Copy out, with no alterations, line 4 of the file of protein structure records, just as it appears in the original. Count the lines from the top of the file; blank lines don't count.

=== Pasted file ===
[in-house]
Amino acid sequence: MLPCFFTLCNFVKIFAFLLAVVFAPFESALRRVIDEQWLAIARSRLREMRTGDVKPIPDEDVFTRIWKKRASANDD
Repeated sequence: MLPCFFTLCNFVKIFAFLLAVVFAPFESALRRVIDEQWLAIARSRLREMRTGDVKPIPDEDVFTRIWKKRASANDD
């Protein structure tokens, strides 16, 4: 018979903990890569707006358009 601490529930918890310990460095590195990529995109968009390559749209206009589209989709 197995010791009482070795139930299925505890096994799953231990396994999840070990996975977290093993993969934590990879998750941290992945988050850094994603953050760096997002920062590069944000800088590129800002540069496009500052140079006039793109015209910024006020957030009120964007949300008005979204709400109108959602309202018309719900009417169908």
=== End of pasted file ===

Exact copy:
């Protein structure tokens, strides 16, 4: 018979903990890569707006358009 601490529930918890310990460095590195990529995109968009390559749209206009589209989709 197995010791009482070795139930299925505890096994799953231990396994999840070990996975977290093993993969934590990879998750941290992945988050850094994603953050760096997002920062590069944000800088590129800002540069496009500052140079006039793109015209910024006020957030009120964007949300008005979204709400109108959602309202018309719900009417169908």